Counsel for three ageing defendants in the Khmer Rouge tribunal’s second case have requested examinations to determine whether their clients are mentally and physically fit to stand trial in the court’s longest and most complicated case.
Ang Udom, a lawyer for former KR Foreign Minister Ieng Sary, 85, said yesterday that he thought his client would be “unable” to attend hearings before the court’s Trial Chamber.
His defence team submitted a request to the court last month for an examination of Ieng Sary’s physical and mental health to evaluate his ability to participate in the trial.
“What we can see from his situation is that he is frail. I believe that at the public hearing, my client would be unable to attend,” Ang Udom said. “Maybe he can show up at the hearing for 15 minutes and then leave, or not attend or watch from the outside.”
Ang Udom added that the court “cannot force [Ieng Sary] to show up” to hearings.
Anne Heindel, a legal adviser at the Documentation Centre of Cambodia, said yesterday that the standard of unfitness has to be “quite high to get a case dismissed”, and that it was “unlikely” that the court would rule that way.
“What they generally look at is … whether you are able to effectively exercise your rights in the proceedings,” she said.
“The trouble here [is] you have elderly people who … could be having progressive degeneration, both mental and physical, and that will have to be constantly evaluated,” Heindel said.
Defence counsel for former KR Brother Number 2 Nuon Chea, 84, filed a request to the Trial Chamber in February for an examination of their client’s ability to stand trial, noting that the case will likely be “of extreme duration and complexity”.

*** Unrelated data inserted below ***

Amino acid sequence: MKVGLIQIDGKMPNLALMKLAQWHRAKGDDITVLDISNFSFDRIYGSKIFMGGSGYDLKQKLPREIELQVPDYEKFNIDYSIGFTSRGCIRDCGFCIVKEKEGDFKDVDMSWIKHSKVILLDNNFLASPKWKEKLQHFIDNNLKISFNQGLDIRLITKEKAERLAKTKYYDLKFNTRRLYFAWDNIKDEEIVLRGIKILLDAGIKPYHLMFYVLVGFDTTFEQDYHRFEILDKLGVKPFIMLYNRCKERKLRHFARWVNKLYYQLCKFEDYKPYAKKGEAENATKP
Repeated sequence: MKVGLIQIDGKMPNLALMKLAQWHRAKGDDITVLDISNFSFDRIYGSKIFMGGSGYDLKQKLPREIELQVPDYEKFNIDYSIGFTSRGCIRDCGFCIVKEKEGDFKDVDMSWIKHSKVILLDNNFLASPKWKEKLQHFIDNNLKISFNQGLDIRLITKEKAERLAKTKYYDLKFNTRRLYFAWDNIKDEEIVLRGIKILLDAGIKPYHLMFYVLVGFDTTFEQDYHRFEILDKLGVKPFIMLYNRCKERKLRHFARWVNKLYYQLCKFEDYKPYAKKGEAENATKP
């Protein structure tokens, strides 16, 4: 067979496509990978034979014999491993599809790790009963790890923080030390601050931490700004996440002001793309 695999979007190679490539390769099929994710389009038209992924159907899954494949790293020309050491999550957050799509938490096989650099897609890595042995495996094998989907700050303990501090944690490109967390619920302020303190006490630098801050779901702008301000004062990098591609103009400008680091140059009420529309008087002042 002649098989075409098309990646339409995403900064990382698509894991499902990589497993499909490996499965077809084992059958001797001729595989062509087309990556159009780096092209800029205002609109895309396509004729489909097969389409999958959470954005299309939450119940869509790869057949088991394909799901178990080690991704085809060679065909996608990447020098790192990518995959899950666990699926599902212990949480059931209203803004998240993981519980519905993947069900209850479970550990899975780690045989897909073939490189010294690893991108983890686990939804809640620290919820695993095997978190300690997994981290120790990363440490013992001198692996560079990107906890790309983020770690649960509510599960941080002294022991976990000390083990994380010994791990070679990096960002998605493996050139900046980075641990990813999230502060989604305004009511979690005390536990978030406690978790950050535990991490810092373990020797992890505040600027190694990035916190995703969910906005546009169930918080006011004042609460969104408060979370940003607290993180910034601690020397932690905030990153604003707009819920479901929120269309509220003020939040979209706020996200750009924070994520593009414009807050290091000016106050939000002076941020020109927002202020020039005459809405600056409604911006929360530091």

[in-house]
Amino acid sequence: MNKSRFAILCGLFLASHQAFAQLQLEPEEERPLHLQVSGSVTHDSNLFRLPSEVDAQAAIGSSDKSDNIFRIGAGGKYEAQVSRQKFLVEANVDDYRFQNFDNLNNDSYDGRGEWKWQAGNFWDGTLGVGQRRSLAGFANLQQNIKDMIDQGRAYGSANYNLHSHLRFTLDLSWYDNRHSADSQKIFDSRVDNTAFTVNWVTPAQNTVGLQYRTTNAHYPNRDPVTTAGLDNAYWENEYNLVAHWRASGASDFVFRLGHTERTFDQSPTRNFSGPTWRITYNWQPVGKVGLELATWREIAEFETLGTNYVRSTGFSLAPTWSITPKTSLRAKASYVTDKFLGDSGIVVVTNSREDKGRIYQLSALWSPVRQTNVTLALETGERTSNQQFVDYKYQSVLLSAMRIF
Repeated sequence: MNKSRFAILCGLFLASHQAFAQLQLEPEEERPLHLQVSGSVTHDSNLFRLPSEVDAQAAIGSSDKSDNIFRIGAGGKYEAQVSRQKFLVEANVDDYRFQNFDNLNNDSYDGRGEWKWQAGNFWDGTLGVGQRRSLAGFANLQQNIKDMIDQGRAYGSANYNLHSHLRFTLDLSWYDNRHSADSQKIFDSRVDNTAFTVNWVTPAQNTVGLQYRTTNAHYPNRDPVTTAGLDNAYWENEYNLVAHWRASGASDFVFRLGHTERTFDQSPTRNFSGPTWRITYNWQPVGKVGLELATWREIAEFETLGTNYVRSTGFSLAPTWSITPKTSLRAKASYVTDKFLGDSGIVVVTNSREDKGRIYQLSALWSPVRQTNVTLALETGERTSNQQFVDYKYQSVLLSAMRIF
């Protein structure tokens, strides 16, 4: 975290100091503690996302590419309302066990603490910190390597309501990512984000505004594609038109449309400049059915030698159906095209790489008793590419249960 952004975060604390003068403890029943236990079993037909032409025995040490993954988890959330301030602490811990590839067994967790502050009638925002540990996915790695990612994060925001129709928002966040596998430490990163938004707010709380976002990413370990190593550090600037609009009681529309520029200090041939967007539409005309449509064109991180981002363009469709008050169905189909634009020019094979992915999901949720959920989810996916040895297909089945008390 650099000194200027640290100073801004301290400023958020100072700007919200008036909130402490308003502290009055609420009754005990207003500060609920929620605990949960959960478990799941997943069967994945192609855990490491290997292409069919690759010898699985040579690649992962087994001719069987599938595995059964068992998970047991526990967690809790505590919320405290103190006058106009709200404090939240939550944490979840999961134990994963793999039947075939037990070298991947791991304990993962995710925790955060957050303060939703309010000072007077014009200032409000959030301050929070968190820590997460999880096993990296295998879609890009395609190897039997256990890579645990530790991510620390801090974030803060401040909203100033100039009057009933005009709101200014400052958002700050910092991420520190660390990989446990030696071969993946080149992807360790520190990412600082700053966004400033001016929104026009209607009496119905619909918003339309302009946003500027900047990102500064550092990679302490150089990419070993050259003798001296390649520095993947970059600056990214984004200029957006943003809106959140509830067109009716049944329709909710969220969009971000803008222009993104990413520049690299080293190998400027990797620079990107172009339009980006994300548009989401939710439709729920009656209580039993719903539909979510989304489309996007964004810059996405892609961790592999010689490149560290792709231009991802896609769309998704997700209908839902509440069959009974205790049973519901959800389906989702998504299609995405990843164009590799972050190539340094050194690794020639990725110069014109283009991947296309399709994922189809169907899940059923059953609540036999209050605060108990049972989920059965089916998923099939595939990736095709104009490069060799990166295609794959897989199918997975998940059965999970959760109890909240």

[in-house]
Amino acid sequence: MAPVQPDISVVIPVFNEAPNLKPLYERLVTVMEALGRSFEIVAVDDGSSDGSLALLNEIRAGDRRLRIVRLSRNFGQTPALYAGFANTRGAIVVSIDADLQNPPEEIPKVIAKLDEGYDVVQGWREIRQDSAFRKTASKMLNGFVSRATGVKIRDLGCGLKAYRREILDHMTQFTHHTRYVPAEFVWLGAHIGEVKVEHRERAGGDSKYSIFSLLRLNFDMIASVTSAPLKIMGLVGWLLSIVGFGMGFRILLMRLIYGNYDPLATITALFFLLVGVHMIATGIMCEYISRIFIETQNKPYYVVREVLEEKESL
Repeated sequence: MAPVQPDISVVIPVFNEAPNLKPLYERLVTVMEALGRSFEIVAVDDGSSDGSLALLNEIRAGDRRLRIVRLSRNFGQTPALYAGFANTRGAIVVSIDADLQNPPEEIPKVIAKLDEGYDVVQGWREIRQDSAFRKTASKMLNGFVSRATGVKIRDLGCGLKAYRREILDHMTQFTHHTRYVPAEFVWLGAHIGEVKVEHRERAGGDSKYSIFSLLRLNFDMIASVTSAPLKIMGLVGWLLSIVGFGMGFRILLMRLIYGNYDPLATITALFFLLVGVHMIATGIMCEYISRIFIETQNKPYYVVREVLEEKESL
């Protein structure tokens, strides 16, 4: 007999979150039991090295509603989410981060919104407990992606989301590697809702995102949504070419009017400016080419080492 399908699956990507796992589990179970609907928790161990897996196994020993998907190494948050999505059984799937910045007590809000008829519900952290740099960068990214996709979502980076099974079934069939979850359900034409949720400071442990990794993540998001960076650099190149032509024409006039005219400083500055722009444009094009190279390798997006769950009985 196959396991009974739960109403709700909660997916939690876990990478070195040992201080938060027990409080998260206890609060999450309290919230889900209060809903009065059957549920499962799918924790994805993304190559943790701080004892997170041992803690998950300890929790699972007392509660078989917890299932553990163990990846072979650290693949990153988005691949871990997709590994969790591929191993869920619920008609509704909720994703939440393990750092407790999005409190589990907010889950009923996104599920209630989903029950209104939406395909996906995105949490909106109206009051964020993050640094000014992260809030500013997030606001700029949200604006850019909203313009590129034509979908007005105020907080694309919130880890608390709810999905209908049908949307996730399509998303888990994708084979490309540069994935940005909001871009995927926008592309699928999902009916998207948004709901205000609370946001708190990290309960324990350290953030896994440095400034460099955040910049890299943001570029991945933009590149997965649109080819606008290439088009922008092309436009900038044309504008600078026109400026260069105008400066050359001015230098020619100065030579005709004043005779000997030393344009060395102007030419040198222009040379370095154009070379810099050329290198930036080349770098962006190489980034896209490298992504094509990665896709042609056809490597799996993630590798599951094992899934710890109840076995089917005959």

Son Arun, a lawyer for Nuon Chea, said yesterday that he had “no confidence” that his client would be fit to attend full hearings. “He’s lost some parts of his memory – only 60 or 70 percent remains,” Son Arun said. He suggested that Nuon Chea might be able to attend “half” of the full-day sessions scheduled for later this year.
“He has a problem with sitting. He cannot sit for long hours. He has a problem with his eyes, back and head. He had a stroke one time at his home in Pailin before he was taken to Phnom Penh,” Son Arun said.
During four days of initial hearings in the case last week, Nuon Chea donned sunglasses to protect his eyes from the glare of the courtroom lights and a ski hat because, his lawyers explained, he was uncomfortable in the air conditioning.
Nuon Chea, Ieng Sary and former KR Social Affairs Minister Ieng Thirith excused themselves early from hearings at various times last week, citing health concerns. Ieng Thirith, 79, appeared to have fallen asleep on numerous occasions.
Attorneys for Ieng Thirith have requested that she be excused from the trial due to health complications including knee problems, poor eyesight and insomnia, the Voice of America news service reported yesterday.
If the court finds the others unfit and excuses them from proceedings, former KR head of state Khieu Samphan may be the only defendant consistently in the courtroom at the upcoming hearings. Sa Sovan, a lawyer for Khieu Samphan, said yesterday that he believed his client would be “fine” for the trial.
“His health is good and he is ready to testify at the court,” Sa Sovan said.
In their February filing, Nuon Chea’s lawyers argued that the court’s options in the case that their client is found unfit to stand trial could range from halting proceedings entirely to shortening hearings.
United Nations court spokesman Lars Olsen said yesterday that although all accused receive regular medical check-ups, “no decision” on their fitness for trial has been made.
“A decision to declare someone unfit would be a judicial decision, but of course there would normally be a medical assessment as one of the bases for a judicial decision,” Olsen said. He added that the Trial Chamber will rule on the issue ahead of the so-called “substantive hearings” in the case, which are expected in August or September.
Olsen said it was “speculative to talk about what would be the consequences of whether someone is found unfit”. Proceedings against a suspect who dies during the trial would be dropped, he said.
Heindel said it was premature to count the defendants out of their own trial. “It’s always a loss to not have somebody participate actively in the trial, to leave out their contribution… but we’re not there yet,” she said.